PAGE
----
That is, the Zap operator is associated to the integral Fredholm equation satisfied by the affected solution (or ), from which takes the source term and the free kernel.
The same operator (15) acting over a homogeneous equation looks like
As we can see the effect of the Zap operator is to kill or eliminate the inhomogeneous term when applied to a resonant state. But this seems very artificial because we are giving indeed two parts for the complete rule. However we can build projection operators that can make the work we need.
Now, we define Zap projection operators in the next section.
6. The zap projection operators and their properties
On this section, we define the so named Zap projection operators (ZPO) which enable us to project a complex broadcasting system over a reduced resonant simplest one. The Zap operators acts over Fourier transforms [14, 15] related to integral operators.
In order to get a display of the properties of this operator we propose a specific set of discrete antennas in the next example:
Suppose that we have punctual sources that can be represented in the inhomogeneous term of the Fredholm equation like:
Then, by applying the projection operator to Eq. (19) we have (remember that when thus ):
Now, because implies , and because also
In the last step we have used the fact that the solution of the remaining homogeneous equation is denoted by .
Eq. (21) says that if we take a blend of regular and resonant solutions we have:
In analogy with we can define a projector over their complement:
Let us define the complementary Zap projection operator as
Even we apply to a resonant state:
This is because the name of the solution of the remaining inhomogeneous equation is precisely .
7. An academic example for conventional traveling waves
In order to convince us of the utility of the and operators we remember that in all of our developments the kernel always is that only contains the free Green function . But then, there is no difference between the kernels of the integral equations when are referred to conventional traveling waves or to evanescent or resonant waves. This last statement allows describing in an algebraic mode the application of the Zap projection operators. In this manner we can fix our kernel in accordance with a previous example that we have presented in some place as the matrix (27).
For the case of only two source points and omitting the three components of the field lifting only one, this matrix can be for example:
But first remember that
In Eq. (25)is the interaction that in the general case may contain a non-local potential, but not in our example.
In Eq. (26)is a scalar function.
And then, the kernel may be
So Eq. (19) takes the form:
The conventional waves satisfy the scalar form of Eq. (1)
Or in accordance with Eq. (25)
Where the form of is unknown but possibly be sketched as
Now we can apply the projection operator to Eq. (32) and obtain
Then, by putting and finally
So it is irrelevant the part of the problem concerning the two sources, it is only a problem about resonances. Our problem is now to find the resonant frequencies by taking and impose the conditions and .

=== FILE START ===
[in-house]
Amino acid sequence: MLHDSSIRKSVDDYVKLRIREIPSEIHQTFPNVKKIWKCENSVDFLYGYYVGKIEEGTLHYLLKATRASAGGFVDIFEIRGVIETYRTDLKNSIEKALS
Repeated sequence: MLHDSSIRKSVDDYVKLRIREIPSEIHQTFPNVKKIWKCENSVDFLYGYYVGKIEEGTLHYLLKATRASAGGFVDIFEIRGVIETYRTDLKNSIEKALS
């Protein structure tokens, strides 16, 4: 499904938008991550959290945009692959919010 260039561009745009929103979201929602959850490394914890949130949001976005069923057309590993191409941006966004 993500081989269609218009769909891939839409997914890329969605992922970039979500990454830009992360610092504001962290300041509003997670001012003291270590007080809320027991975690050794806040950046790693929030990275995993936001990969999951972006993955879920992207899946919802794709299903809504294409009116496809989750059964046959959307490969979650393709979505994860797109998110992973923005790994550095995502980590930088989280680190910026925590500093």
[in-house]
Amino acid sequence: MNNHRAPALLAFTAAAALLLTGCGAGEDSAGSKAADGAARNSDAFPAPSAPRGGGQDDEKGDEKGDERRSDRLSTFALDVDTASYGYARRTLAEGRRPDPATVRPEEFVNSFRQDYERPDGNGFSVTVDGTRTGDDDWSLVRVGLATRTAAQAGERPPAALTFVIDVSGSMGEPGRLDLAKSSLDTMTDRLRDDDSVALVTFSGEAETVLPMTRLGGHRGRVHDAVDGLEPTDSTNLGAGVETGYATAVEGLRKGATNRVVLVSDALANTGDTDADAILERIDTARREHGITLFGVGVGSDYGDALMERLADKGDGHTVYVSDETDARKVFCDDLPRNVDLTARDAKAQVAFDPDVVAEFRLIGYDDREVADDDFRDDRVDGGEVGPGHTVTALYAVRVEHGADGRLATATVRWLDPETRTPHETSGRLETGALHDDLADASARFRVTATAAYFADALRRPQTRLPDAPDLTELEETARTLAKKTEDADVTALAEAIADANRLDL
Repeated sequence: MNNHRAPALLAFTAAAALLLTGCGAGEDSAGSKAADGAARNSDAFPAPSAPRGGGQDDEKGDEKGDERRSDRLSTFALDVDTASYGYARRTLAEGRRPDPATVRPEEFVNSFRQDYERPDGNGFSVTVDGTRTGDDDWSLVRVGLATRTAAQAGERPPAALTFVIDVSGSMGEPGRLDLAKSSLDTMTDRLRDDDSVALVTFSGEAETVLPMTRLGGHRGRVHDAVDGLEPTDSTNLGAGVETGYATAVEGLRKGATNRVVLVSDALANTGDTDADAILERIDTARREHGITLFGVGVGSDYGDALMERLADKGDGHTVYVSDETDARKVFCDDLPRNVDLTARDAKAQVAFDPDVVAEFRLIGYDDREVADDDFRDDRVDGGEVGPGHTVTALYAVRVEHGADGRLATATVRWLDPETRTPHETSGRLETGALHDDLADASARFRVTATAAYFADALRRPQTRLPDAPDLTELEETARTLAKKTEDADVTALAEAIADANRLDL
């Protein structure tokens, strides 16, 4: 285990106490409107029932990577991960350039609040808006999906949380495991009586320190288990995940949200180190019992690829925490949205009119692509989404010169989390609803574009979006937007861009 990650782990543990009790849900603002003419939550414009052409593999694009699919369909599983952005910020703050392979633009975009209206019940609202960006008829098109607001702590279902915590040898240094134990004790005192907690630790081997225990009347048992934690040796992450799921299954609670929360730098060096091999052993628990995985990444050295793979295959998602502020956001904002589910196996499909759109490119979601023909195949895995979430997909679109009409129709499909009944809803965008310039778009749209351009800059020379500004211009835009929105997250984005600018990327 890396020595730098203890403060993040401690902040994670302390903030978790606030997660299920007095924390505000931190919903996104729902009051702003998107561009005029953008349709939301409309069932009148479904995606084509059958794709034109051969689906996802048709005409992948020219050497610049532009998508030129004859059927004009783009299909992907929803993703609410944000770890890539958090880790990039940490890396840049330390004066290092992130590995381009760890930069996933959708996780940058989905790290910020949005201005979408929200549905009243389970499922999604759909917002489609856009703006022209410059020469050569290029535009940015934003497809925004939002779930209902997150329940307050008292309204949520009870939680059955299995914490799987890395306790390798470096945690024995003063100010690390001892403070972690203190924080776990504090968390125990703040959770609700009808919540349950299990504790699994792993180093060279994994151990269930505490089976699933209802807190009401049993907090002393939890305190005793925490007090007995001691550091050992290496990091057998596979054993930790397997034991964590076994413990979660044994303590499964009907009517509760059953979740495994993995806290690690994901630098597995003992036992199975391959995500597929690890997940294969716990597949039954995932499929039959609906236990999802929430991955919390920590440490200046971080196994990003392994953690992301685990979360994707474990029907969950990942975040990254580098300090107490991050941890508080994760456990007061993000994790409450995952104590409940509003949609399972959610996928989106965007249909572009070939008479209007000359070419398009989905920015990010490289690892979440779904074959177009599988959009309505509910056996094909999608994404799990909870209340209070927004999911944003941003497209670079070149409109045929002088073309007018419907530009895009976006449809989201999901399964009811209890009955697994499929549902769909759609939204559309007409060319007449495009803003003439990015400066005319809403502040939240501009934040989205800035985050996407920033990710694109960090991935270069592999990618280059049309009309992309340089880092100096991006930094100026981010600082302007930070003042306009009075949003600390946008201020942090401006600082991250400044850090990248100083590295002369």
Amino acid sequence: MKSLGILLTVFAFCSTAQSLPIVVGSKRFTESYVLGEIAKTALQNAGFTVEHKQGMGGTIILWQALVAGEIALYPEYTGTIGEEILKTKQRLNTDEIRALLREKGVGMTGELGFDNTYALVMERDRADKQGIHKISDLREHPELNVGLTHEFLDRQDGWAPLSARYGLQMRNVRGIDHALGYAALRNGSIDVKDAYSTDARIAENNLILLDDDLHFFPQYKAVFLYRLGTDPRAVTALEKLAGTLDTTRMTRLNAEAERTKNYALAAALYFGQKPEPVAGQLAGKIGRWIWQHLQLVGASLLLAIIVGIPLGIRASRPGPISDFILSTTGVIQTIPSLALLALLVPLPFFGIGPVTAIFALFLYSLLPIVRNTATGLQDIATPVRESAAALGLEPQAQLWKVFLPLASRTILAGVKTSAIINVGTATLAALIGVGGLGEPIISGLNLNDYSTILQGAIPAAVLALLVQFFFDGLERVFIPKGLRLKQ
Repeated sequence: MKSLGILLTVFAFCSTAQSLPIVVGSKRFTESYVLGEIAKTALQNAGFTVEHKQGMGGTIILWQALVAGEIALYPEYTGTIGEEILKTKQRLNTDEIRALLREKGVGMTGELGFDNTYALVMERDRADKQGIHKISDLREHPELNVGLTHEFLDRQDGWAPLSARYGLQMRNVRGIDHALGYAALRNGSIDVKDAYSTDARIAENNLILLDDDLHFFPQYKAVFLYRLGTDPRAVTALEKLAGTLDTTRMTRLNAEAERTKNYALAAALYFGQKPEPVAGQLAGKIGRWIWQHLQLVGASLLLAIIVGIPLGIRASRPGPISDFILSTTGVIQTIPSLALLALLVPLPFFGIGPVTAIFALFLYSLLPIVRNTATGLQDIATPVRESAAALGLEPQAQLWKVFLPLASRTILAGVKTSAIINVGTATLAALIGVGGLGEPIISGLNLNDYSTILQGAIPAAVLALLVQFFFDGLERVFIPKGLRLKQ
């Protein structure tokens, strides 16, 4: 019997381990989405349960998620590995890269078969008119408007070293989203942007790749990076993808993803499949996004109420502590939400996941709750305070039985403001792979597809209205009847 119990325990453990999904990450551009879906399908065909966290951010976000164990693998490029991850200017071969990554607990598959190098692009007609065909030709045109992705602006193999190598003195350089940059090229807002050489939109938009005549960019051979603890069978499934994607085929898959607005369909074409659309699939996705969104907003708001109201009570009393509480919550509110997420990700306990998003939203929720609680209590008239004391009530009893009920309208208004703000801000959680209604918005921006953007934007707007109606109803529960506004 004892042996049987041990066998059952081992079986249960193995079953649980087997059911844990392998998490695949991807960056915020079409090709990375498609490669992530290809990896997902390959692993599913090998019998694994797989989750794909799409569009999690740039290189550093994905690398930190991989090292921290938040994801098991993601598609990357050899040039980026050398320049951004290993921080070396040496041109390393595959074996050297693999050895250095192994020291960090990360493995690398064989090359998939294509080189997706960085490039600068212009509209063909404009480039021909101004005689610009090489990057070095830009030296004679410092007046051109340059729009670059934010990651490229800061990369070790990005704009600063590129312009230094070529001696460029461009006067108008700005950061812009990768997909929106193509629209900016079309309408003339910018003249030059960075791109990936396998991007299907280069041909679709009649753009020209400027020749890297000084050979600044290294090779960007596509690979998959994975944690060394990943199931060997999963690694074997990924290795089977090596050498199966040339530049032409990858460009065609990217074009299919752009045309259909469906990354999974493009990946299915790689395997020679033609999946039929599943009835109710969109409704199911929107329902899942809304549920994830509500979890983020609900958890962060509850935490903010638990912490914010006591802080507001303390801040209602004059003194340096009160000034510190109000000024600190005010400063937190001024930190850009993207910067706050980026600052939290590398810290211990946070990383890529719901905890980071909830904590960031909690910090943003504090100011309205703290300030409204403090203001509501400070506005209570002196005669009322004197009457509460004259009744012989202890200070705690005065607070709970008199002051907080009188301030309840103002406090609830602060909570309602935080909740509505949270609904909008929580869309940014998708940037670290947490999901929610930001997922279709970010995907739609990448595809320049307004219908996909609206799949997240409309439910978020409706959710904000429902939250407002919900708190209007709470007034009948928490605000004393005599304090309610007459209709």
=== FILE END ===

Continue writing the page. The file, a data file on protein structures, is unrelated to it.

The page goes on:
But, what is the real advantage of the and operators?, the answer is that the Zap operator formalism may be viewed as a test for distinguish between an expression that cannot be transformed or yes, in whatever sense between the homogeneous and inhomogeneous equations under the rules established above; if not, we can ensure that some kind of irregular things are present. In case of the positive transformation, we have the confidence that both kinds of solutions can coexists, and then we can separate the solutions for convenience as if it was a problem of two steps: homogeneous and inhomogeneous.
Now the last condition over the Fredholm determinant is
The parameters , (the Fredholm eigenvalue) and (the plasma frequency) can take in principle, arbitrary values but for a specific media can be take numeric values. Now, we remember that we must also impose .
Then, Eq. (36) has two resonances:
8. Forerunners of the zap projection operators
In Section 6 we defined a new class of integral operators we named Zap projection operators that literally cleans from a broadcasting problem the inhomogeneous part and leaves a projected homogeneous version. These operators act directly over an inhomogeneous Fredholm equation and are related to the Fredholm operators. But recently, we have defined another set of operators we called generalized projection operators (GPO) which projects a complete broadcasting signal (maybe described by a GIFE) not only into several independent mutually orthogonal signals but also can reverse the time direction as we wish. These GPO may be considered as the precursors of the Zap operators and we will see why. We remember their form:
Denoting the Fourier transform like
Then, the Fourier transform of the GPO is
Where is a rectangular function.
And for the convolution we have
Then we see that the set of Fourier transforms of the GPOs behaves like a set of orthogonal basis functions for the frequency domain, that is, the resonant functions as we can verify in Figure 1. So the GPO can be considered as the forerunners of the Zap projection operators.
We can conclude that the Zap projection operators (ZPO) can be used as an alternative approach to the generalized projection operators (GPO) that is like an alternative for clean the evanescent signals  from disturbances generated by the sources and at the same time to clean the source signals from resonant solutions. We can also use the two classes of projectors in a consecutively manner. The former vision suppose that the evanescent waves  can be considered as part of the conventional traveling waves like an everything and that we must take away the effect of the resonances with the application of the operator. In any case we have shown the power of the Fourier transform applied to mathematical analysis in broadcasting problems and to physically characterize and solve them.